Two years ago if I had been asked to find a large, top quality villa in the prime location on the Costa del Sol – the area that runs for about 15 kms from Los Monteros on the east of Marbella through to San Pedro on the west – for €1 million or less I would have said it was an impossible task. At the top of the market 4 bedroom, 4 bathroom houses, with pool and close to the beach and golf courses, sold without difficulty for €1.6 million plus.
But at the end of March I was asked to find just that for a family relocating on a permanent basis from Moscow, the perfect opportunity to prove that what I have been saying for months is true: that buyers are able to negotiate 30%, and more, off asking prices, some of which have already been substantially reduced, if, a) the buyer has cash or finance already agreed, and b) the seller just has to sell.
If both these conditions are met, then wonderful things can happen, much better than official statistics seem to suggest, depending on which ones you look at, prices on Spain’s coast have fallen by only about 13% in the twelve months to April.
During April, I viewed 32 properties on behalf of my clients and the choice and quality was so high I was able to screen out those with even the slightest defect: if I could hear a car, ever so slightly, I rejected it, ditto if the house was just a few degrees too easterly facing, thereby not getting the best of the afternoon sun. I often remind buyers that whatever they buy, one day they will want to sell it so the fewer defects it has the better and in today’s market they don’t need to make any compromises. In the end 18 properties were shortlisted, the longest shortlists I have ever worked with and all of them ticked all the boxes.
Once we had viewed everything we drew up a preference list and made offers about 40% below asking prices on five houses and the vendors were made aware of this. we were sure that if they knew they were in a competitive situation at least one would make a counter offer that indicated they were ready to deal. And that’s exactly what happened – one counter bid was so much better than the others we knew they meant business. My client raised his bid to nearly meet them and bought a house which started out at €1.45m for under €1m, with lots of lovely furniture included. What sealed the deal was the fact that he had the cash and was able to sign the contract within the week – and that we had winkled out the seller who just had to sell.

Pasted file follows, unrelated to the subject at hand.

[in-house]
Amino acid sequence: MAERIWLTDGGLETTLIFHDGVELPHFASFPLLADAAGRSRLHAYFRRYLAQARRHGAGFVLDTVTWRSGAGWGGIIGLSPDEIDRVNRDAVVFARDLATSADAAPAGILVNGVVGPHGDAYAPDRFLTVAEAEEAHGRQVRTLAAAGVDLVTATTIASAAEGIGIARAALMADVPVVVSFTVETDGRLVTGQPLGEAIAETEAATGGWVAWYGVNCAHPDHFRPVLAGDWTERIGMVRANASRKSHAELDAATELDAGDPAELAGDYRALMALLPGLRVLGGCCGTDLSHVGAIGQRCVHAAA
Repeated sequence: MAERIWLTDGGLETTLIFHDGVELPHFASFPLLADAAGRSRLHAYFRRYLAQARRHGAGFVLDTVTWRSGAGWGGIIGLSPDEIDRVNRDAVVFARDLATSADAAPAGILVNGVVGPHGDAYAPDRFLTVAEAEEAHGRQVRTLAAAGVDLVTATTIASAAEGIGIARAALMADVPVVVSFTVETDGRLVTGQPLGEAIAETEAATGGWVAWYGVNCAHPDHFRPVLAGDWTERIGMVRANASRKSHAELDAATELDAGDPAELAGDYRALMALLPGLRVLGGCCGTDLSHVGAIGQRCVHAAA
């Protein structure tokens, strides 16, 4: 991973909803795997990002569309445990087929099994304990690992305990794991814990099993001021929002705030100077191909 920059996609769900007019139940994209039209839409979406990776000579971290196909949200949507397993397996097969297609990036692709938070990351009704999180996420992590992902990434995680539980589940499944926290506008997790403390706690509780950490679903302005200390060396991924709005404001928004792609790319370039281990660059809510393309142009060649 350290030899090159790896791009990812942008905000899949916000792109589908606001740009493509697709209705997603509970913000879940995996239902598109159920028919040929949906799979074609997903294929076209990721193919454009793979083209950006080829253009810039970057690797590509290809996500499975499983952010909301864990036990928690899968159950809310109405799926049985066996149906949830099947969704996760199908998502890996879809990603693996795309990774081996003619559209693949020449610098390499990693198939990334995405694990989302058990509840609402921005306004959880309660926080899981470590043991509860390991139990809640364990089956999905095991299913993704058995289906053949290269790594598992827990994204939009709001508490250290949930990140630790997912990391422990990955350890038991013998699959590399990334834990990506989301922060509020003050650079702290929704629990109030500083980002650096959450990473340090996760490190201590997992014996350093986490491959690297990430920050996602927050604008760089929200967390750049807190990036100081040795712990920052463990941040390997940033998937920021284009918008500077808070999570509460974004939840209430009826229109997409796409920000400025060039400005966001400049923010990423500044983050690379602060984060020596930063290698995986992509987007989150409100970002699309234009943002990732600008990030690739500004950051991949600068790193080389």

Several of the original 32 houses I saw in April have since sold but it’s not just in the luxury house sector that such reductions are occurring and if anything, even greater discounts are being achieved in the apartment market in the same prime area, including the most desirable beach side and golf course locations. For example, a beachfront apartment, with a bank valuation of €785,000, recently sold for €460,000, with a bidding war breaking out between three buyers. And I have come across a handful of distressed sales in good golf course locations, brand new two bedroom apartments at around €190,000, which previously sold between €275,000 – €300,000.
So while published statistics about the Spanish property market make grim reading, they are only a snapshot of what has already happened and don’t reflect what is going on in the present. And what seems to be happening is that house price falls are bottoming out 30 – 35% down from the high point and apartments at 40 – 45%; at these levels the buyers are dealing.
But it’s a very different story when it comes to those properties that make up the bulk of Spain’s unsold stock, maybe as many as one million units, those mass-produced, poky apartments in high density developments in the wrong locations, for which demand has all but disappeared and, apart from one or two gems, it is this type of property that dominates the lists of banks’ repossessions. But just like they did after the 1990 property crash many of Spain’s bank have set up real estate divisions, complete with web sites, to shift this stock, packaging the product with very favourable mortgages that are enticing buyers in and, at the same time, giving struggling developers a real wake up call. As reported in the Spanish press recently, for developers to match the banks’ offers they are forced to reduce their prices by as much as 60% although I do question whether the worst of what’s on offer has any value at all. Whether this will be enough for this sector to bottom out only time will tell but it does show that talking about Spain’s property market as though it were one thing is misleading, that statistics aren’t that useful and that averages are meaningless; different things are happening in the various sectors and regions and the only reliable way to find out what is going on is to talk to someone who is actually at the coal face, doing deals today.
If you have cash and can find a serious seller, and not every one who has a property on the market right now in Marbella falls into that category, then you should be able to buy at 30% – 40% below 2007 prices.
Barbara Wood is a buying agent for The Property Finders in Andalucía (www.thepropertyfinders.com; 0800 622 6745)